Cognitive deficits represent core symptoms in schizophrenia (SZ) and predict patient outcome; however, they remain poorly treated by current antipsychotic drugs. Elevated levels of the endogenous alpha7 nicotinic receptor negative allosteric modulator and NMDA receptor antagonist, kynurenic acid (KYNA), are commonly seen in post-mortem tissue and cerebrospinal fluid of patients with SZ. When acutely or chronically elevated in rodents, KYNA produces cognitive deficits similar to those seen in the disease, making down-regulation of KYNA, via inhibition of kynurenine aminotransferase II (KAT II), a potential treatment strategy. We determined, in adult Wistar rats, if the orally available KAT II inhibitor BFF816 a) prevents KYNA elevations in prefrontal cortex (PFC) after a systemic kynurenine injection and b) reverses the kynurenine-induced attenuation of evoked prefrontal glutamate release caused by stimulation of the nucleus accumbens shell (NAcSh). Systemic injection of kynurenine (25 or 100 mg/kg, i.p.) increased KYNA levels in PFC (532% and 1104% of baseline, respectively). NMDA infusions (0.15 μg/0.5 μL) into NAcSh raised prefrontal glutamate levels more than 30-fold above baseline. The two doses of kynurenine reduced evoked glutamate release in PFC (by 43% and 94%, respectively, compared to NMDA alone). Co-administration of BFF816 (30 or 100 mg/kg, p.o.) with kynurenine (25 mg/kg, i.p.) attenuated the neosynthesis of KYNA and dose-dependently restored NMDA-stimulated glutamate release in the PFC (16% and 69%, respectively). The ability to prevent KYNA neosynthesis and to normalize evoked glutamate release in PFC justifies further development of KAT II inhibitors for the treatment of cognitive deficits in SZ.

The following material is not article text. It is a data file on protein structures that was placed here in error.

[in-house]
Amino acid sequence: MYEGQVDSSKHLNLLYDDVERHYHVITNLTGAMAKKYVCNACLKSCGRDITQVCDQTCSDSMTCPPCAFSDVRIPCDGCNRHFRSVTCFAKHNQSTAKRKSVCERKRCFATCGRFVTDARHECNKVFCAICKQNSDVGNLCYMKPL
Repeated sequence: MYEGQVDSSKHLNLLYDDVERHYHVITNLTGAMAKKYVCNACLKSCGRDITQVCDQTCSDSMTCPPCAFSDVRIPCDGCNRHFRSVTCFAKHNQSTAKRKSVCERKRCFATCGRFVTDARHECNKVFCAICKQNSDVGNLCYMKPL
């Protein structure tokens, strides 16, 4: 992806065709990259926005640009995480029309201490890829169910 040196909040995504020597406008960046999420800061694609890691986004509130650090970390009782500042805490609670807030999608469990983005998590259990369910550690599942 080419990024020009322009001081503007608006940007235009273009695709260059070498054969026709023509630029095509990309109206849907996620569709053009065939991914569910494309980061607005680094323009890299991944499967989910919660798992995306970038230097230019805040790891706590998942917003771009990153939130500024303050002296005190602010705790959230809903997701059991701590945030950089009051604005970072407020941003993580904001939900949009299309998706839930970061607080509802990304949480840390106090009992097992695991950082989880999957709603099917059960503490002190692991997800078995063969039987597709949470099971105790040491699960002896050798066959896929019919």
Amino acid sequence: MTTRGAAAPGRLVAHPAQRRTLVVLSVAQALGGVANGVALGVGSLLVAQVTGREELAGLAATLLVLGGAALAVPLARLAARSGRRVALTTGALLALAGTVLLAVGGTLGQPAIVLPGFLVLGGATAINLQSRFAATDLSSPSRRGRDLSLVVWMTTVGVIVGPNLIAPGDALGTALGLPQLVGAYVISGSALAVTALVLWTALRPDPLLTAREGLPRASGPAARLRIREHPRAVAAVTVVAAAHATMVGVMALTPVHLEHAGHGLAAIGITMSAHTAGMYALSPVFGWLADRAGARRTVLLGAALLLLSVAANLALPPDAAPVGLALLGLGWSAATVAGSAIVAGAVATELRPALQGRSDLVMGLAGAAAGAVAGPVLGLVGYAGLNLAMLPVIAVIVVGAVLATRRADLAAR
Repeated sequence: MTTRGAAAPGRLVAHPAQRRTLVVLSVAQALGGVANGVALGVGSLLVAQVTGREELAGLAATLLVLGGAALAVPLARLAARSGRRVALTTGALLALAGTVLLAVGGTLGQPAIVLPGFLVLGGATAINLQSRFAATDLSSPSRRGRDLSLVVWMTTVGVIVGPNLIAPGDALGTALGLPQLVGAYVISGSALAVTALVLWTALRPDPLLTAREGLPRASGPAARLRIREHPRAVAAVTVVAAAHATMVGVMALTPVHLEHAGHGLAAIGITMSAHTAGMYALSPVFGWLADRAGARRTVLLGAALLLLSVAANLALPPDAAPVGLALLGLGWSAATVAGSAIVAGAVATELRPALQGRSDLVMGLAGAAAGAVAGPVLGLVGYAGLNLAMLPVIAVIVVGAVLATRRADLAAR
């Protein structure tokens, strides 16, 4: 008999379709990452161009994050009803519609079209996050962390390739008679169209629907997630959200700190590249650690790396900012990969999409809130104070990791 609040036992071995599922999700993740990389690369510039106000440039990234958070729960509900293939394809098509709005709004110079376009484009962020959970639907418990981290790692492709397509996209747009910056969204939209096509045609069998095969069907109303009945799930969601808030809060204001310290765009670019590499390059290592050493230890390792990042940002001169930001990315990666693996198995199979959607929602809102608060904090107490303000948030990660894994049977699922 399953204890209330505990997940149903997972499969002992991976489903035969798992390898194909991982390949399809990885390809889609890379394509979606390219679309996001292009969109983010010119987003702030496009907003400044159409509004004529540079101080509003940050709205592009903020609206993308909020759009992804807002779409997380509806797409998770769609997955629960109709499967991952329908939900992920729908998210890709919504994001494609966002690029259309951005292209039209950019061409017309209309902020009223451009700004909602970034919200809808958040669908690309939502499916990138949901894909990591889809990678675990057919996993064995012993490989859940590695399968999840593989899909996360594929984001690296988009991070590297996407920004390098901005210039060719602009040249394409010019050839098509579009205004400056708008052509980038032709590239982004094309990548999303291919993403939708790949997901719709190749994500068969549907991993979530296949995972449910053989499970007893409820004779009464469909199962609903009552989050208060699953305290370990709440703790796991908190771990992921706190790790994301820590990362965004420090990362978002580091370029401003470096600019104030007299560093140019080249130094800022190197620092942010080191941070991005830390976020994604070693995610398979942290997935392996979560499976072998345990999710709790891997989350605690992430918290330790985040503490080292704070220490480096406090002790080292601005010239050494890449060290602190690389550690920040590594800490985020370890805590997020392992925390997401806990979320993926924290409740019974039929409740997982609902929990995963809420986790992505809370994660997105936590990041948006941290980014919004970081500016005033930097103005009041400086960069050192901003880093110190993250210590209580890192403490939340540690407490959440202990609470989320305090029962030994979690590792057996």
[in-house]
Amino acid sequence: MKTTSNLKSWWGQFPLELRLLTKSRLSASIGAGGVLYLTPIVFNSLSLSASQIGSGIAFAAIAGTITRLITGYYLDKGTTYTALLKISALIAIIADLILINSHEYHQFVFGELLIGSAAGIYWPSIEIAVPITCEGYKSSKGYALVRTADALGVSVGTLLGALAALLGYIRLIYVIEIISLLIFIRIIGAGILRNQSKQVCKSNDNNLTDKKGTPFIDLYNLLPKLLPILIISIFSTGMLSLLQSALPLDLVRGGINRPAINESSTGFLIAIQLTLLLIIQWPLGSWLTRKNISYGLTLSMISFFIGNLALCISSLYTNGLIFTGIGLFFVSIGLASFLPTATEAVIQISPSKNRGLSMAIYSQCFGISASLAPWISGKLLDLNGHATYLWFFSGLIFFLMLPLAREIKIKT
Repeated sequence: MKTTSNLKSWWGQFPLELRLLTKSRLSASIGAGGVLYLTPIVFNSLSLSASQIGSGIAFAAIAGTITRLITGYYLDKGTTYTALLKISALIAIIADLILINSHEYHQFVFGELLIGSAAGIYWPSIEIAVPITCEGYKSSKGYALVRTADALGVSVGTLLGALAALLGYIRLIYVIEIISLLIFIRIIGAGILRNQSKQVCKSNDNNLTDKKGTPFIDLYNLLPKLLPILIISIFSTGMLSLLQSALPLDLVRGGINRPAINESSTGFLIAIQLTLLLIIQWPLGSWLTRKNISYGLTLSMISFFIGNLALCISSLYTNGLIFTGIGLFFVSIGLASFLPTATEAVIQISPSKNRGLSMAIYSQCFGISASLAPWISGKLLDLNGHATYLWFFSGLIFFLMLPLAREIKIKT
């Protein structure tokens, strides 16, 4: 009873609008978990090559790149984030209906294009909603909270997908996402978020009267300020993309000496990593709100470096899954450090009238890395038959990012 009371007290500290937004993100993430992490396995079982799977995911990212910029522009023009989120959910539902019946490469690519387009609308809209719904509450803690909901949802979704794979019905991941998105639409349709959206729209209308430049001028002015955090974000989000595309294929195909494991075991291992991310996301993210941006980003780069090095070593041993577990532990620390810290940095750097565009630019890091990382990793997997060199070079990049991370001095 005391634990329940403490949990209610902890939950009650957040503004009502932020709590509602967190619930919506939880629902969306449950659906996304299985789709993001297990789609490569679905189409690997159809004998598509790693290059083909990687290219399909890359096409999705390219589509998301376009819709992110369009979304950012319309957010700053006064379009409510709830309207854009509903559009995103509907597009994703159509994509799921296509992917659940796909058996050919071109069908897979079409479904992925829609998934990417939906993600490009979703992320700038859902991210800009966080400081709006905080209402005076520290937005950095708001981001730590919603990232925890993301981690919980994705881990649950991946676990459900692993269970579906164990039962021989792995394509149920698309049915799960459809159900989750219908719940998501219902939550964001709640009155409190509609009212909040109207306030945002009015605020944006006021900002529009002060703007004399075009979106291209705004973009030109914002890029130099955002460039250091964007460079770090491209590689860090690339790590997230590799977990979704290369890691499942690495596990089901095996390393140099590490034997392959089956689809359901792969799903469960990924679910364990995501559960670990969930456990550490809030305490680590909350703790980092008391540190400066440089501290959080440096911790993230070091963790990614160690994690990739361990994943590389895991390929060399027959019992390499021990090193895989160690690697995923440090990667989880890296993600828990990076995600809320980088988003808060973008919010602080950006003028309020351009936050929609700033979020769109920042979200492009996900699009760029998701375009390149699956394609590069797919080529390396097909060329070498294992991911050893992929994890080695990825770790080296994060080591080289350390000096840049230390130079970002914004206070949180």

Keywords: KAT II; Kynurenic acid; Microelectrode array; Prefrontal cortex; Schizophrenia; glutamate.
Copyright © 2017. Published by Elsevier Ltd.